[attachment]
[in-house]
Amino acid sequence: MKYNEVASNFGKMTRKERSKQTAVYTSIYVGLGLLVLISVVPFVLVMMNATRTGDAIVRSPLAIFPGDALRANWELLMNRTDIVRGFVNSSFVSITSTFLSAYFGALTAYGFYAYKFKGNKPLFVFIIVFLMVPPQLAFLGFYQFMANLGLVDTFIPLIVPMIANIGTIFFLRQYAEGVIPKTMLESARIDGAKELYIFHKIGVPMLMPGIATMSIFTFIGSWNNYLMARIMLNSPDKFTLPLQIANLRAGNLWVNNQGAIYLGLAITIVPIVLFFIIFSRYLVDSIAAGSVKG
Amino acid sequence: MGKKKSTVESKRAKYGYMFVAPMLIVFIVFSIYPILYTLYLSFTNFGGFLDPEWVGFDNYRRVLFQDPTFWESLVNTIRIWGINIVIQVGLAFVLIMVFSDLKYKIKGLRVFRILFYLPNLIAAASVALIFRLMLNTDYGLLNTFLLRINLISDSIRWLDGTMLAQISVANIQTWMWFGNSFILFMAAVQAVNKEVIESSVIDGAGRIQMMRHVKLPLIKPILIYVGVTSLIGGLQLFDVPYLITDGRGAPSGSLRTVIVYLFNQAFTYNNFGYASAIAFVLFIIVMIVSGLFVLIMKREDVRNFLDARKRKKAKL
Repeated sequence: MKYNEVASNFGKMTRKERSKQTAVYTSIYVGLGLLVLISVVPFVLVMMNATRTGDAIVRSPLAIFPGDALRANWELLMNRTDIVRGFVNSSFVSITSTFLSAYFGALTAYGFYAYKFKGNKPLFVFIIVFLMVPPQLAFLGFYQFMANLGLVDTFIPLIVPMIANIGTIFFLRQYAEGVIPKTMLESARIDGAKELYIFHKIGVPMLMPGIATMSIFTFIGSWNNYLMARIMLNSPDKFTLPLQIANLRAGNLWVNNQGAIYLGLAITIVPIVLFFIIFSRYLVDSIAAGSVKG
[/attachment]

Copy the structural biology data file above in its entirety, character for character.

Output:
[in-house]
Amino acid sequence: MKYNEVASNFGKMTRKERSKQTAVYTSIYVGLGLLVLISVVPFVLVMMNATRTGDAIVRSPLAIFPGDALRANWELLMNRTDIVRGFVNSSFVSITSTFLSAYFGALTAYGFYAYKFKGNKPLFVFIIVFLMVPPQLAFLGFYQFMANLGLVDTFIPLIVPMIANIGTIFFLRQYAEGVIPKTMLESARIDGAKELYIFHKIGVPMLMPGIATMSIFTFIGSWNNYLMARIMLNSPDKFTLPLQIANLRAGNLWVNNQGAIYLGLAITIVPIVLFFIIFSRYLVDSIAAGSVKG
Amino acid sequence: MGKKKSTVESKRAKYGYMFVAPMLIVFIVFSIYPILYTLYLSFTNFGGFLDPEWVGFDNYRRVLFQDPTFWESLVNTIRIWGINIVIQVGLAFVLIMVFSDLKYKIKGLRVFRILFYLPNLIAAASVALIFRLMLNTDYGLLNTFLLRINLISDSIRWLDGTMLAQISVANIQTWMWFGNSFILFMAAVQAVNKEVIESSVIDGAGRIQMMRHVKLPLIKPILIYVGVTSLIGGLQLFDVPYLITDGRGAPSGSLRTVIVYLFNQAFTYNNFGYASAIAFVLFIIVMIVSGLFVLIMKREDVRNFLDARKRKKAKL
Repeated sequence: MKYNEVASNFGKMTRKERSKQTAVYTSIYVGLGLLVLISVVPFVLVMMNATRTGDAIVRSPLAIFPGDALRANWELLMNRTDIVRGFVNSSFVSITSTFLSAYFGALTAYGFYAYKFKGNKPLFVFIIVFLMVPPQLAFLGFYQFMANLGLVDTFIPLIVPMIANIGTIFFLRQYAEGVIPKTMLESARIDGAKELYIFHKIGVPMLMPGIATMSIFTFIGSWNNYLMARIMLNSPDKFTLPLQIANLRAGNLWVNNQGAIYLGLAITIVPIVLFFIIFSRYLVDSIAAGSVKG